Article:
Chilwa alkaline province. The Chilwa alkaline province is located in Malawi near the southern end of the modern-day East African rift system. The province is lithologically diverse and includes carbonatite, basanites and nephelinites, nepheline-sodalite syenites, nepheline syenites, syenites, and granites. All these rocks were emplaced between ca 130 and 120 Ma and are apparently petrogenetically related. The Chilwa granites are classified as A1 granites (Eby, 1992) and were presumably emplaced in an anorogenic setting. We have analyzed apatites, biotites, and amphiboles from all of the rock-types except the carbonatite, phonolites, and nephelinite/basanites.

Whole-rock F and Cl concentrations are variable. The nephelinites/basanites are uniformly very low in Cl (near or below detection) and have up to 0.6 wt.% F. The more evolved silicate rocks show a range in both F and Cl concentrations of up to 0.8 wt.% F and 0.7 wt.% Cl. Cl/F ratios >1 are found for a number of the silica undersaturated felsic rocks (and some of these do contain sodalite). For the syenites and granites F/Cl ratios are usually less than 1. In the granites and syenites whole-rock F ranges between 0.1 and 0.4 wt.% and whole-rock Cl is usually less than 0.1 wt.%.

The apatites are all fluorapatites and Cl is at or below the detection limit. To date, all calculated F-melt values fall in a restricted range between 0.248 and 0.303 wt.%. On petrographic grounds apatite is an early crystallizing mineral and is found as inclusions in feldspar and the mafic silicates. There is no apparent relationship between the paragenetic association and the F content. We conclude that the apatites are recording F content through much of the solidification history of the melt and that there is little variation in F. In almost all cases, the calculated melt F concentration is greater than the F content determined in the whole-rock analysis.

The biotites present a somewhat different picture. Calculated F melt concentrations range from 0.1 to 1.0 wt.%. In almost all cases these values exceed the measured whole-rock concentrations. They are also generally greater than the F melt concentrations determined from the apatite chemistry. The biotites appear relatively late in the crystallization history of the magmas and are thus recording F values for the residual melts. Calculated Cl melt concentrations range from 0.02 to 0.2 wt.%. In most cases these values are less than the measured whole-rock Cl concentrations. This observation leads to the conclusion that Cl is a late, probably of hydrothermal origin, addition to the rock, and that the sodalite found in some of the silica undersaturated syenites is of hydrothermal origin.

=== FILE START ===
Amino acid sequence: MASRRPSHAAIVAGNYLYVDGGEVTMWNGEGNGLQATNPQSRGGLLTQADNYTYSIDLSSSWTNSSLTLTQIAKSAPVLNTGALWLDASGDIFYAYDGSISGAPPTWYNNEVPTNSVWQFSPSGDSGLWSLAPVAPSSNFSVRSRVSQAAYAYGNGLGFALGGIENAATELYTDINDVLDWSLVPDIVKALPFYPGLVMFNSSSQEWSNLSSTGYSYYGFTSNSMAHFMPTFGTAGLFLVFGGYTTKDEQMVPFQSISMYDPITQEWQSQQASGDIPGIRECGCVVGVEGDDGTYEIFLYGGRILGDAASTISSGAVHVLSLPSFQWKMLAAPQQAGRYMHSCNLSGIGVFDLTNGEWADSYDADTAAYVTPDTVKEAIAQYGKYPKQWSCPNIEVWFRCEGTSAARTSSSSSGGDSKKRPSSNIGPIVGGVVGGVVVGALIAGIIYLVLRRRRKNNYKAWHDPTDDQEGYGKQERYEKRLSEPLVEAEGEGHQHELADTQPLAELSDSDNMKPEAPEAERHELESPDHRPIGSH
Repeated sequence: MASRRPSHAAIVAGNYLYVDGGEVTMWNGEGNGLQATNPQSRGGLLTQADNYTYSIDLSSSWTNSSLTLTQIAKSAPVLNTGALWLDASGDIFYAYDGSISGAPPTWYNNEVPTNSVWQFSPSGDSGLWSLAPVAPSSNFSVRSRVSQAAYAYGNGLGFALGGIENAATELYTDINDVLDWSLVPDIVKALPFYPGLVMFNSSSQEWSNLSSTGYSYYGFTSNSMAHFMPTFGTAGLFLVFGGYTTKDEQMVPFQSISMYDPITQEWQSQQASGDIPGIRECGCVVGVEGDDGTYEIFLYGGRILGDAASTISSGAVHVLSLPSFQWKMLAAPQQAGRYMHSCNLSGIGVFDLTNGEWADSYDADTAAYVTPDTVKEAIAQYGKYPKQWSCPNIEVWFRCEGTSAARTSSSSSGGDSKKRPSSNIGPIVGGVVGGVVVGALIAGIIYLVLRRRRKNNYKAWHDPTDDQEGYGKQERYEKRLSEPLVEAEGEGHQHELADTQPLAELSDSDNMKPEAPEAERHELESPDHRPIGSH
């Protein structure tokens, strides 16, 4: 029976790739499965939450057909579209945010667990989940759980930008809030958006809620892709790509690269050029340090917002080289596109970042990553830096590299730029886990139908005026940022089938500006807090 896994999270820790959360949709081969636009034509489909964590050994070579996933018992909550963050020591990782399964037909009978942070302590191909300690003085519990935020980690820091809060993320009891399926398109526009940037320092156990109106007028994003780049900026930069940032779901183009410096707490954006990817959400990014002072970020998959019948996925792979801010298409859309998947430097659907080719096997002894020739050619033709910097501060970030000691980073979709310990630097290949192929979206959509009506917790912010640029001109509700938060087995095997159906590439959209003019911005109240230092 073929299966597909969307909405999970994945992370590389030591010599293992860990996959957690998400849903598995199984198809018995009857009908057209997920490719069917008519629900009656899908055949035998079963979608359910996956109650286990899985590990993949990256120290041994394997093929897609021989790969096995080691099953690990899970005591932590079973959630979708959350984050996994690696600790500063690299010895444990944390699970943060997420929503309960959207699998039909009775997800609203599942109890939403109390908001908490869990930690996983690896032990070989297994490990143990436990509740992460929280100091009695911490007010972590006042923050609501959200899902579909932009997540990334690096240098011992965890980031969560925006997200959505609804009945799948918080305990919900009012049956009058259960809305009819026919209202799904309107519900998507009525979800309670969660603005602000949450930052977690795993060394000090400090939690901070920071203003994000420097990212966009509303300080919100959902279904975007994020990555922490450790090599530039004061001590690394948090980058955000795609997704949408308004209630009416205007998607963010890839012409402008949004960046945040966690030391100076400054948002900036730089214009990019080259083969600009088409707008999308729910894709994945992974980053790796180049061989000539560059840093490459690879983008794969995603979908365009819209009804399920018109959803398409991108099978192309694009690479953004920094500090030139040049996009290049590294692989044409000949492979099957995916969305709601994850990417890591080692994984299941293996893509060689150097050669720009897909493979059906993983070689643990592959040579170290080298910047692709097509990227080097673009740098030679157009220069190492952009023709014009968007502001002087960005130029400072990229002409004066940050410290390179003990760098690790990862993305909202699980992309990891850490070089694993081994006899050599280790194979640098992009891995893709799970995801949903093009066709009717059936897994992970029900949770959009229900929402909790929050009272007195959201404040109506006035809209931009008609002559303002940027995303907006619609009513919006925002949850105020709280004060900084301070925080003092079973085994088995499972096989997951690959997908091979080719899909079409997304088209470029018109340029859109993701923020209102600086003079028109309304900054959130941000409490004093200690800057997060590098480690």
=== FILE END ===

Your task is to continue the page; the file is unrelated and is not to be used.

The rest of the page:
Taken in total, for this A-type granite province, magmatic F content is in the range of 0.2 to 0.4 wt.%, only becoming more concentrated near the end stage of crystallization, and the magmatic Cl content is generally less than 0.1 wt.%.

Comparison with Argentina A2 granites. Dalhquist et al. (2010) recently reported biotite chemistry and calculated F and Cl concentrations for A2-type granites from western Argentina. We have obtained additional data for biotites from associated granite bodies. In all cases, biotite is the principal halogen containing phase and appears to have crystallized through much of the solidification range. All these granites have a largely crustal source with a minor input of mantle material. For the San Blas pluton, which contains late stage mineralization, F melt = 0.27 to 0.54 wt.% and Cl melt = 0.03 to 0.11 wt.%. For the Achala batholith, which has associated U mineralization, F melt = 0.13 to 0.33 wt.% and Cl melt = 0.02 to 0.06 wt.%. These values are in the same range recorded for the A1-type granites of the Chilwa alkaline province. At least in terms of this limited data set, there seems to be no difference in the F and Cl content of A1 and A2 granites. This observation does call into question one of the assumed characteristics of A-type granites derived from the crust, i.e., high F content. Dalhquist et al. (2010) do report that other (none A-type) granites in the same province have lower F contents. Hence, at least at the province level there is a distinction between A-type and none A-type granites.


Dalhquist, J. A., Alasino, P. H., Eby, G. N., Galindo, C., Casquet, C., 2010. Fault controlled Carboniferous A-type magmatism in the proto-Andean foreland (Sierras Pampeanas, Argentina): Geochemical constraints and petrogenesis. Lithos 115, 65-81.

Eby, G. N., 1992. Chemical subdivision of the A-type granitoids: petrogenetic and tectonic implications. Geology 20, 641-644.

Icenhower, J., London, D., 1997. Partitioning of fluorine and chlorine between biotite and granitic melt: experimental calibration at 200 MPa H2O. Contributions to Mineralogy and Petrology 127, 17-29.

Munoz, J. L., 1984. F-OH and Cl-OH exchange in micas with applications to hydrothermal ore deposits. In: Bailey, S. W. (Ed.) Reviews in Mineralogy, Micas, vol. 13. Mineralogical Society of America, pp. 469 - 494.

Munoz, J.L., 1992. Calculation of HF and HCl fugacities from biotite compositions: revised equations. Geological Society of America, Abstracts with Programs 24, A221.

Piccoli, P., Candela, P., 1994. Apatite in felsic rocks: a model for the estimation of initial halogen concentrations in the Bishop Tuff (Long Valley) and Tuolumne intrusive suite (Sierra Nevada Batholith) magmas. American Journal of Science 294, 92-135.

Webster, J. D., Tappen, C. M.., Mandeville, C. W., 2009. Partitioning behavior of chlorine and fluorine in the system apatite-melt-fluid. II: Felsic silicate systems at 200 MPa. Geochimica et Cosmochimica Acta 73, 559-581.

Red text represents modifications made to the meeting abstract.